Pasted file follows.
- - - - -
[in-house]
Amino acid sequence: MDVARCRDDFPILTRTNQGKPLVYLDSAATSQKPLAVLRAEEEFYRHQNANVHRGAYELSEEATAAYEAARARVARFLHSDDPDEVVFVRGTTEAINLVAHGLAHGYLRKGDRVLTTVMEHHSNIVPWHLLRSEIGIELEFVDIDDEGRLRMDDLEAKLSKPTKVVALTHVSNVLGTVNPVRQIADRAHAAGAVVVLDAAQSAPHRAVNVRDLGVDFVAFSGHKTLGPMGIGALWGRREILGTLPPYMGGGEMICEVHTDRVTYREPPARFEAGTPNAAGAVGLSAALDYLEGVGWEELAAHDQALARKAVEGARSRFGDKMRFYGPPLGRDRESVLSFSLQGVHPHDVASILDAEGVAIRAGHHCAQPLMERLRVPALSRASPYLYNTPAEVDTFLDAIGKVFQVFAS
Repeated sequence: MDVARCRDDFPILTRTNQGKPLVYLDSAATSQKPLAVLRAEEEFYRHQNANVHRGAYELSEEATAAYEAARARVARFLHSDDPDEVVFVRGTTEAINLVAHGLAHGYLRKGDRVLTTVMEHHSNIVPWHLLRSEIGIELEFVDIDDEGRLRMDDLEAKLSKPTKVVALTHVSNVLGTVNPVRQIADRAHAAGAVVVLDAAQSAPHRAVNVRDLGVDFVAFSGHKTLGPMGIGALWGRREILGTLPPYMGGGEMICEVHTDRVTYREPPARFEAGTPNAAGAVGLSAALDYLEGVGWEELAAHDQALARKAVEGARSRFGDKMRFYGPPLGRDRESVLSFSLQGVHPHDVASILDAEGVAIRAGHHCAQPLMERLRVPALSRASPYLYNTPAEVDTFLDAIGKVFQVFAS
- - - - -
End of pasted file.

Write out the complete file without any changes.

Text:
[in-house]
Amino acid sequence: MDVARCRDDFPILTRTNQGKPLVYLDSAATSQKPLAVLRAEEEFYRHQNANVHRGAYELSEEATAAYEAARARVARFLHSDDPDEVVFVRGTTEAINLVAHGLAHGYLRKGDRVLTTVMEHHSNIVPWHLLRSEIGIELEFVDIDDEGRLRMDDLEAKLSKPTKVVALTHVSNVLGTVNPVRQIADRAHAAGAVVVLDAAQSAPHRAVNVRDLGVDFVAFSGHKTLGPMGIGALWGRREILGTLPPYMGGGEMICEVHTDRVTYREPPARFEAGTPNAAGAVGLSAALDYLEGVGWEELAAHDQALARKAVEGARSRFGDKMRFYGPPLGRDRESVLSFSLQGVHPHDVASILDAEGVAIRAGHHCAQPLMERLRVPALSRASPYLYNTPAEVDTFLDAIGKVFQVFAS
Repeated sequence: MDVARCRDDFPILTRTNQGKPLVYLDSAATSQKPLAVLRAEEEFYRHQNANVHRGAYELSEEATAAYEAARARVARFLHSDDPDEVVFVRGTTEAINLVAHGLAHGYLRKGDRVLTTVMEHHSNIVPWHLLRSEIGIELEFVDIDDEGRLRMDDLEAKLSKPTKVVALTHVSNVLGTVNPVRQIADRAHAAGAVVVLDAAQSAPHRAVNVRDLGVDFVAFSGHKTLGPMGIGALWGRREILGTLPPYMGGGEMICEVHTDRVTYREPPARFEAGTPNAAGAVGLSAALDYLEGVGWEELAAHDQALARKAVEGARSRFGDKMRFYGPPLGRDRESVLSFSLQGVHPHDVASILDAEGVAIRAGHHCAQPLMERLRVPALSRASPYLYNTPAEVDTFLDAIGKVFQVFAS